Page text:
Like Moses parting the Red Sea, suddenly the argument ended and people began to scatter about. Having no idea what was going on, I simply stood there like a maypole as French folks danced about me. Within a few seconds the dust had settled and I looked around to survey the land. In what I'm assuming as a heated argument about whether to remain in a single line or line up in three individual lines it appeared the decision had been made to ..... create FOUR lines. From what I could tell there wasn't a consensus on the course of action so everyone simply did what they thought was best. Those who wanted a single queue stayed in the existing queue. Those who thought it would be better to line up behind each cash register did just that.
So there I am - standing in the middle of a basement food court in a French airport with hunger pangs standing in the fourth line for three cash registers. Needless to say, this hardly seemed like a workable solution to me. "French efficiency.....!" I thought to myself. I began debate whether to try sticking it out in the fourth line to nowhere or strike out on my own to brave the stale pastries at the Brioche Doree when I noticed one of the employees behind the counter gesturing for Mr. Blue Suit to step up and place his order.
It seemed that despite the four line system that seemed like it wouldn't properly function, the employees behind the counter were going to make sure to rotate between serving someone in the line in front of them and calling over the next person in the fourth line. I decided to wait a moment to see how this played out. Sure enough, the next counter attendant finished up with his customer and waved me over. I tentatively walked over to the register and placed my order, expecting at any moment for a string of angry French to assault me from behind.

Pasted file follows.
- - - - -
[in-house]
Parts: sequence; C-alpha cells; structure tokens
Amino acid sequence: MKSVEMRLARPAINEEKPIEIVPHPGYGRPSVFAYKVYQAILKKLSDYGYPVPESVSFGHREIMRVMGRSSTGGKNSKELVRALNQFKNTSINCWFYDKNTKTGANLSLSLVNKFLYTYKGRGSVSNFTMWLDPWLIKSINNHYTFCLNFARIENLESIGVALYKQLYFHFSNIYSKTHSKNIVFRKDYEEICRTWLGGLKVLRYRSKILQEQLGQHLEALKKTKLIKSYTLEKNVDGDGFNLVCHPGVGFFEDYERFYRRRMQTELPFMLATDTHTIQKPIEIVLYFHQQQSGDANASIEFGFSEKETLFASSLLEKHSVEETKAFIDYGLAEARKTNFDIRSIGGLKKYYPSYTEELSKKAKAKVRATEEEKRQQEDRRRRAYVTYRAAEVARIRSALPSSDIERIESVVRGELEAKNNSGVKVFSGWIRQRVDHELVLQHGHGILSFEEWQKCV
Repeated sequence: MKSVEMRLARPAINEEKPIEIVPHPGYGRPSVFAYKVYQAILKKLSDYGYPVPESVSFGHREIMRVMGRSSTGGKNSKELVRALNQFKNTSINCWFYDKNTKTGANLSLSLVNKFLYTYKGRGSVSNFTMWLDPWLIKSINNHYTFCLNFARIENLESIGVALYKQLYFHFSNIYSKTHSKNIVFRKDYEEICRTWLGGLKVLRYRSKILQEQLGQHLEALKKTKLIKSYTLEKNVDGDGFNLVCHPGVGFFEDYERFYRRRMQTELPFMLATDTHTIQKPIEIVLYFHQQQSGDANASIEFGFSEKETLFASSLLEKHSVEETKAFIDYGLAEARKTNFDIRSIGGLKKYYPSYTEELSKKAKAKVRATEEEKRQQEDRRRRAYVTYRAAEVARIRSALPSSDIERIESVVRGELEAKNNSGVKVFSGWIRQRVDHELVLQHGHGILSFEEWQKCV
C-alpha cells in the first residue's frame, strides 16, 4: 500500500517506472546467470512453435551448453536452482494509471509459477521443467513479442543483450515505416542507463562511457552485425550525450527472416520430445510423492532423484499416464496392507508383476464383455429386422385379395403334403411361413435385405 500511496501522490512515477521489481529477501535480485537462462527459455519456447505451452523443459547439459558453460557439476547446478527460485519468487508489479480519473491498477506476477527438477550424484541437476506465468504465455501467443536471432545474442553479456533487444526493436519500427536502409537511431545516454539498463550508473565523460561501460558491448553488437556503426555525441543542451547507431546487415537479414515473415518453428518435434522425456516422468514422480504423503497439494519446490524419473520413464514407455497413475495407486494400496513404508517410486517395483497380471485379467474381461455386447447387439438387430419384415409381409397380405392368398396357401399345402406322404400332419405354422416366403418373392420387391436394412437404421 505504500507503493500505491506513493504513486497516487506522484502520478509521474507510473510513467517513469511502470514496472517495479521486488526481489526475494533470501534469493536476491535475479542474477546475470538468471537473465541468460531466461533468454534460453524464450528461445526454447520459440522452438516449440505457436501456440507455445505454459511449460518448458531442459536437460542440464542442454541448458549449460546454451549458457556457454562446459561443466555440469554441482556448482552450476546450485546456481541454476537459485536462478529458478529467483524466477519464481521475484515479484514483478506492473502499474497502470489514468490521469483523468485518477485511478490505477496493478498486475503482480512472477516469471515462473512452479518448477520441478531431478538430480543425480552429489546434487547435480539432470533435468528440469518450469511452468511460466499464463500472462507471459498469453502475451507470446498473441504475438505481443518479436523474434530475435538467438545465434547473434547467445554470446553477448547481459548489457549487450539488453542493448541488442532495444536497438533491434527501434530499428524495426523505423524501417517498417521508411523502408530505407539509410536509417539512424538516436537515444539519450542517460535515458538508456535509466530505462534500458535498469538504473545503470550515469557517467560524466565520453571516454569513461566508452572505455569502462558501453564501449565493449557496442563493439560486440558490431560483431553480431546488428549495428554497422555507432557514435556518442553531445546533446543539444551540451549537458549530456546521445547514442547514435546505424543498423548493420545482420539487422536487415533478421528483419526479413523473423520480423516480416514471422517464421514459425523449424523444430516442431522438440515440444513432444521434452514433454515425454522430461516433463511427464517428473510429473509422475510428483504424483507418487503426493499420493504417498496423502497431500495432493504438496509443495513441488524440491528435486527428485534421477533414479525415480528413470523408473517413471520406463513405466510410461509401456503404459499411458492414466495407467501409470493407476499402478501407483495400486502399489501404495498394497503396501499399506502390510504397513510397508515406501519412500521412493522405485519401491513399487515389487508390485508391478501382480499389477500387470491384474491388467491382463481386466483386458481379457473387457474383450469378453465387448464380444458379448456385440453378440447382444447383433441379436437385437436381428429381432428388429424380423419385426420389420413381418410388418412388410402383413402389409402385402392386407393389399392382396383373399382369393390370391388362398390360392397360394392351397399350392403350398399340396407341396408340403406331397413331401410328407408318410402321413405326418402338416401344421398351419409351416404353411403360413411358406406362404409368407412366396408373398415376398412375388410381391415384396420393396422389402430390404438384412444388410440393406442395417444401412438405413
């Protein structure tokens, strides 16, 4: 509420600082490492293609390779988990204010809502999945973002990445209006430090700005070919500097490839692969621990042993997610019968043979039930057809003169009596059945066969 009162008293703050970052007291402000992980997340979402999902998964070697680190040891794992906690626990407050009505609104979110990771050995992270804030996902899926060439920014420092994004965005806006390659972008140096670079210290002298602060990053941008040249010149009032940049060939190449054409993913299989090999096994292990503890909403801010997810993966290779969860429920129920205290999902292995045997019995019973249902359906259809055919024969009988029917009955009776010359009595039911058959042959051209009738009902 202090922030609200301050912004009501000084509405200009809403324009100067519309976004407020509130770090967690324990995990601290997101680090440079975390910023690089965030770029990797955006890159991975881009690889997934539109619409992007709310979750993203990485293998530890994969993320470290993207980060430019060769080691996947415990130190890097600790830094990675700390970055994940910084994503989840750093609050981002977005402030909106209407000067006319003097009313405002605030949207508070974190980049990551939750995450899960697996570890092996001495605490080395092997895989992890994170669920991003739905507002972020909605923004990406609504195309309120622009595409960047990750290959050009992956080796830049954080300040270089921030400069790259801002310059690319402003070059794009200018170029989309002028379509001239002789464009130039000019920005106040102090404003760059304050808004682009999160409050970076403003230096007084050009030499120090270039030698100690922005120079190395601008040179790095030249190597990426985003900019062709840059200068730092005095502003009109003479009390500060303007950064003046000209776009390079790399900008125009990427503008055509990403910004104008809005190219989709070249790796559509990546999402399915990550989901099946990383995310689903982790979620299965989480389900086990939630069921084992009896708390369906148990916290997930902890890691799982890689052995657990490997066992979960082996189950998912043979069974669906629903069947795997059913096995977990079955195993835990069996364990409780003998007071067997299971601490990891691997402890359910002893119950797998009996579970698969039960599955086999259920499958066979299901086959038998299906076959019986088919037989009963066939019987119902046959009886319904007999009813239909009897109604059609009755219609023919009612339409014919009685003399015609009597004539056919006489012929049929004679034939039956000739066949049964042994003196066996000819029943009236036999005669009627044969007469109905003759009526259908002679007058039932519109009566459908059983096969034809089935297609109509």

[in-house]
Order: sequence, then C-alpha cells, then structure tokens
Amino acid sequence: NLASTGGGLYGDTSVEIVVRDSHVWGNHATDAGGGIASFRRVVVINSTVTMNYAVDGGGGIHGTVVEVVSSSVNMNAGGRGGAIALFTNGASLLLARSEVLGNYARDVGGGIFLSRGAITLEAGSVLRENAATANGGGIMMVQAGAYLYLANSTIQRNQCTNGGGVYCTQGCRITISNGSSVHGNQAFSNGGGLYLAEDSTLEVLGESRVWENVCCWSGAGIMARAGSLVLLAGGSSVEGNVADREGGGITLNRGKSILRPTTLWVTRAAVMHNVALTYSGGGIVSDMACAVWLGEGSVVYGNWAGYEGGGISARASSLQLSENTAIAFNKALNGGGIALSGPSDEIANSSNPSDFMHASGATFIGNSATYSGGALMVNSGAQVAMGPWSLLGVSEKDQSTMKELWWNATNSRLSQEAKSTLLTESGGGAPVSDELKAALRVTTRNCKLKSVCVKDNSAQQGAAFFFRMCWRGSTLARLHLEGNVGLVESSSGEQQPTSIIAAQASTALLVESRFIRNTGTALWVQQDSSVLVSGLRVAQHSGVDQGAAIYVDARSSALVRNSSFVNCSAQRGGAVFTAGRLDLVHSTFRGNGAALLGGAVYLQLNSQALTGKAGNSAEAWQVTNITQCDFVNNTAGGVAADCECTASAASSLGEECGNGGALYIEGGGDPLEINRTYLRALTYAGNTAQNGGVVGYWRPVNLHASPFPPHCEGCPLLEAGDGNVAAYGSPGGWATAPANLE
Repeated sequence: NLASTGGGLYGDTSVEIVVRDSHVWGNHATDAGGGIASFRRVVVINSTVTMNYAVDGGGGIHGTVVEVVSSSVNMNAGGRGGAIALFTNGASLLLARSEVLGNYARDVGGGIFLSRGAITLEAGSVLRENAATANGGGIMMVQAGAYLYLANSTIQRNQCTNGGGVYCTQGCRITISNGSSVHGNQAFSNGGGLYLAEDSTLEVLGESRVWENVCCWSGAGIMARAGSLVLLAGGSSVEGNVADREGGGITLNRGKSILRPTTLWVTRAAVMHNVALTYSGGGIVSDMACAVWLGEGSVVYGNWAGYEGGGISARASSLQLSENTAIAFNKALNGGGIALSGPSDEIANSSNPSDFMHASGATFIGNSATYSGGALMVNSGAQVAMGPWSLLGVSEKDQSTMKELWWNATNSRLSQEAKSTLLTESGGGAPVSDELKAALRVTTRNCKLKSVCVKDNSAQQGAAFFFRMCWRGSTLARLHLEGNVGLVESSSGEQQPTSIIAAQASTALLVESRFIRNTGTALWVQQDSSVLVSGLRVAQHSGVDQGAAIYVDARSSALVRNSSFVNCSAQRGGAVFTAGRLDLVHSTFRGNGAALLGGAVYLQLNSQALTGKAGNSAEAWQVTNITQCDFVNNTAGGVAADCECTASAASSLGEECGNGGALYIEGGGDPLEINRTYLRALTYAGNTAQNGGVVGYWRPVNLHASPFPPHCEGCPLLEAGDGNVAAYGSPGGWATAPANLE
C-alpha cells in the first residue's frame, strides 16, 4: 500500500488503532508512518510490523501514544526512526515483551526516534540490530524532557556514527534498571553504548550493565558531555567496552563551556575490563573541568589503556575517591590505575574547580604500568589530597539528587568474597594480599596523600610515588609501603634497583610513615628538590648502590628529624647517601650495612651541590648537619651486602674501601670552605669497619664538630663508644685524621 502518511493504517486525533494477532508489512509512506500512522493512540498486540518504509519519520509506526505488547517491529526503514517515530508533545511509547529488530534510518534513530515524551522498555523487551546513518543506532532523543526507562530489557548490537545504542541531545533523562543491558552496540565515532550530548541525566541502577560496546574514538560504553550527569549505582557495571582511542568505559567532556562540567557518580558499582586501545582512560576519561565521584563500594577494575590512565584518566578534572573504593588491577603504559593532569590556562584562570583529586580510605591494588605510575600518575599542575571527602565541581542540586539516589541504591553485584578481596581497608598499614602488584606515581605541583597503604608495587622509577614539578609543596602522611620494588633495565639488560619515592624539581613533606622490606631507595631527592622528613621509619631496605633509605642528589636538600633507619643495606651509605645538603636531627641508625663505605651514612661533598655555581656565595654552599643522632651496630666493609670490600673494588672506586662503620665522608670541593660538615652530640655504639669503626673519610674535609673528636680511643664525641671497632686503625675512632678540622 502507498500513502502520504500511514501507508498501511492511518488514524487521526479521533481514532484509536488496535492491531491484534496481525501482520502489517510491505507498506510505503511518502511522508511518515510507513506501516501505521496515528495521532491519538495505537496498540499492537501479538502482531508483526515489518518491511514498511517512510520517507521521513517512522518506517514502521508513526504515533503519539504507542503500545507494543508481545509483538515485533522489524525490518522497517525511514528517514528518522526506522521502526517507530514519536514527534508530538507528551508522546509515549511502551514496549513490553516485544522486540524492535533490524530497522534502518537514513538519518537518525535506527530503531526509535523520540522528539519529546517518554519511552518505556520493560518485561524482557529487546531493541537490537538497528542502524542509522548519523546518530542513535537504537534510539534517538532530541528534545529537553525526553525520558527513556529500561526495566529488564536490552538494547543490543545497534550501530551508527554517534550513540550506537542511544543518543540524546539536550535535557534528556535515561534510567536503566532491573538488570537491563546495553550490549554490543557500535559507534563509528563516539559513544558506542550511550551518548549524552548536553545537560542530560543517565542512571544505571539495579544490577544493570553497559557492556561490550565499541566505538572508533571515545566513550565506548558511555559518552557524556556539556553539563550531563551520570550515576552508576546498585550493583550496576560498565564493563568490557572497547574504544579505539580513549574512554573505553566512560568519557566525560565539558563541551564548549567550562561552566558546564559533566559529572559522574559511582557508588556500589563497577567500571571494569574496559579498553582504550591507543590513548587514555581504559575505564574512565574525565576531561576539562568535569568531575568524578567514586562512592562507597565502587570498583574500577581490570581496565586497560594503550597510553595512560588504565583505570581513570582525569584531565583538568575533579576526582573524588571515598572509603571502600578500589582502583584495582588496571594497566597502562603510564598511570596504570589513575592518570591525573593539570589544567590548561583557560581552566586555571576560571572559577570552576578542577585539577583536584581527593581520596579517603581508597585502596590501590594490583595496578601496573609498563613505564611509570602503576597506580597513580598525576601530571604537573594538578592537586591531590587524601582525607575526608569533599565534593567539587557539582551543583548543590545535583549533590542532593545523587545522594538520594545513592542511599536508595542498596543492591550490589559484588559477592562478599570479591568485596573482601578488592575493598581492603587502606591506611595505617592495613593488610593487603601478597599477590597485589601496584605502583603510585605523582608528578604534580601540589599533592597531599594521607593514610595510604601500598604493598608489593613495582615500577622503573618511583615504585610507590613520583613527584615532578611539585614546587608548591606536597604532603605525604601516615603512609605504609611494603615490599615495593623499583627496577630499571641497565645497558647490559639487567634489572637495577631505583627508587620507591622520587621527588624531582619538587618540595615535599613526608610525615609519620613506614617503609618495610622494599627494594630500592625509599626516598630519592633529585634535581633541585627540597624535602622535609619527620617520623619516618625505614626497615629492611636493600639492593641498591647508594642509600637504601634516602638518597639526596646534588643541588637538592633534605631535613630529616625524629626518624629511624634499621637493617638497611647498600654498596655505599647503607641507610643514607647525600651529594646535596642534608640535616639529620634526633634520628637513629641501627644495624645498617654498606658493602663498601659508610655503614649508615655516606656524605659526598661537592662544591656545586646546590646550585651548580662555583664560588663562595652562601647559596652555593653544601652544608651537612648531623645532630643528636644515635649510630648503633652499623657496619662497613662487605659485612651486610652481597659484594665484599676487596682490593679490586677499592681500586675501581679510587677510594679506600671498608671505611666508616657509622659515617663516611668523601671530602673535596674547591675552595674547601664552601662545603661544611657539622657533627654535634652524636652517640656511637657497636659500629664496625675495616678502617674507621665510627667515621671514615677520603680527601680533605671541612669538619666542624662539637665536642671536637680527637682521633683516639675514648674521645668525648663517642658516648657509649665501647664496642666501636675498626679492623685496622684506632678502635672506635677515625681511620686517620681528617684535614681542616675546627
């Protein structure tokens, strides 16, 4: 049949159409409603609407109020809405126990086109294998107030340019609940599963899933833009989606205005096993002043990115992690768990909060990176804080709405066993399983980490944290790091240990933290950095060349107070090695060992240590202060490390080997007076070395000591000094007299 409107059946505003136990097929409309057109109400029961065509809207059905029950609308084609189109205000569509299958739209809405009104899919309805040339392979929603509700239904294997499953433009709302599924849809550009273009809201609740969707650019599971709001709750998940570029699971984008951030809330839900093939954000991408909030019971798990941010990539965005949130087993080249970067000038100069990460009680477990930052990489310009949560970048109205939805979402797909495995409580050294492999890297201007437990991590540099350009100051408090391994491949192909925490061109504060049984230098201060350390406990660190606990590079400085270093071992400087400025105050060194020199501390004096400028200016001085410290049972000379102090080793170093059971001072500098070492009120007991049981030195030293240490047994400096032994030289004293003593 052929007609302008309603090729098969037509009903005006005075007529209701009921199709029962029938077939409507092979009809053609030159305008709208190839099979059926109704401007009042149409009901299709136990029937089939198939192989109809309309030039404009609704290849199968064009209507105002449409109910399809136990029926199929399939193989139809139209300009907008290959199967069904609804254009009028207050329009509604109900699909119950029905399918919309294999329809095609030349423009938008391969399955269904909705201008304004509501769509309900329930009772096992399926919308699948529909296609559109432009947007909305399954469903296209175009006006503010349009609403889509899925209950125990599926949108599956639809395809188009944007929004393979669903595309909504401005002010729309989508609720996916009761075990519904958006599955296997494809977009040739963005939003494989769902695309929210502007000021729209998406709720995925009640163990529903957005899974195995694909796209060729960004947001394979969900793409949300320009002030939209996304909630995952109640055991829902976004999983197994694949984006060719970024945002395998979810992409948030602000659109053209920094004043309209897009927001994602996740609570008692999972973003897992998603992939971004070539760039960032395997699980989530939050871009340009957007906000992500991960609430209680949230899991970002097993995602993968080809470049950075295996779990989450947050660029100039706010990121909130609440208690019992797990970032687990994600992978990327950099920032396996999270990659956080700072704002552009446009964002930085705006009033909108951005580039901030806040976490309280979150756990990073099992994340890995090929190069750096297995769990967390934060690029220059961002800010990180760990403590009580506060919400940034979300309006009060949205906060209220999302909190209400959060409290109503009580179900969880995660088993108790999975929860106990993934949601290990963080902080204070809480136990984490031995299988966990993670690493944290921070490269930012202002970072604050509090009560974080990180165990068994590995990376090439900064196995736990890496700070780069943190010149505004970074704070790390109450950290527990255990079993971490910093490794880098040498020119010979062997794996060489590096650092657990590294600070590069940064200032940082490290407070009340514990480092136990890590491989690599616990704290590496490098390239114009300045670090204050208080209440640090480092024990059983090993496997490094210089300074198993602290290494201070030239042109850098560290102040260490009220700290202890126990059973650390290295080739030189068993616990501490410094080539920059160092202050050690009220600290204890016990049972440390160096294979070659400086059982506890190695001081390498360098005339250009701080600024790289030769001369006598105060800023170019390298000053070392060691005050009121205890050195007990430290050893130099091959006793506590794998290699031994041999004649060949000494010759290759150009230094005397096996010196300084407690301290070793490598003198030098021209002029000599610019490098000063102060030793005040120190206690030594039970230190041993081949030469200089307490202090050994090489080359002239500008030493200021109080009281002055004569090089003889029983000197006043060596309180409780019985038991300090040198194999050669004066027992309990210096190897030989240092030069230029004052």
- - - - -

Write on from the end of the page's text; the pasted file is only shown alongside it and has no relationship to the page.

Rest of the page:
But it never happened. To me or any other person waiting in the various lines.
I carried my tray of food to an empty table, plopped down and began to thing about what just happened. The idea of having four lines seemed so foreign to me that I instinctively dismissed it as inherently wrong. It was outside of my comfort zone and it didn't make sense within the context of how I normally interact with the world. What I forgot to remember, and what often happens to people in life, is that what seems "wrong" to me is totally normal or valid to people in a different situation. What appeared to be an incoherent, silly system for lining up apparently worked just fine for the French folks all around me.
In this situation, the system wasn't wrong - I was.
One of the great things about travel is how it teaches us to consider new ways of thinking, to learn about new ways of interacting with the world around us. Travel challenges us to look at the things that make us uncomfortable and ask "Why?" Often we react poorly to something that challenges our status quo, which was what my mind tried to do when I considered simply walking away from the line. I was confused. I didn't understand what was going on, so my initial instinct was to flee the situation entirely. But years of travel have taught me to stick it out. See what happens. See how things pan out.
As I lifted a crispy, salty french fry to my lips I knew I had proof in my hand that just because I though something was wrong didn't mean I was right. Who would have thought that after the insanity of Marrakesh's maddening medina that I'd get the best lesson on learning to go with the flow and be open minded about life at a McDonald's inside the Charles de Gaulle airport? There's always more than one path to a solution, and people across the globe are often taking varied paths toward the same goals. Whether it's efficient, orderly lines in Tokyo or a chaotic crowd of people in Rome, as long as it works for the people involved - it's not right or wrong. It just is.
With all the insanity consuming our lives in this day and age, I think it's important for people to learn when it's appropriate to just let things be. We don't always have to make everyone walk the same path. Not everyone takes the same journey. We're American, French, Moroccan. We're heterosexual, homosexual, and bisexual. We're Christian, Muslim, and Hindu. We're Republicans, Democrats, and Independents. We walk our own paths, we live life in different ways, but in the end most of us are walking toward the same goals. Why waste time arguing about how we get there?
My introspective thinking was interrupted by a new bout of angry French streaming from a group of people arguing at the McDonald's. Yup, you guessed it - the lines again.
As I brought my medium Coke Zero to my lips, I smiled as I silently gave three cheers to French efficiency.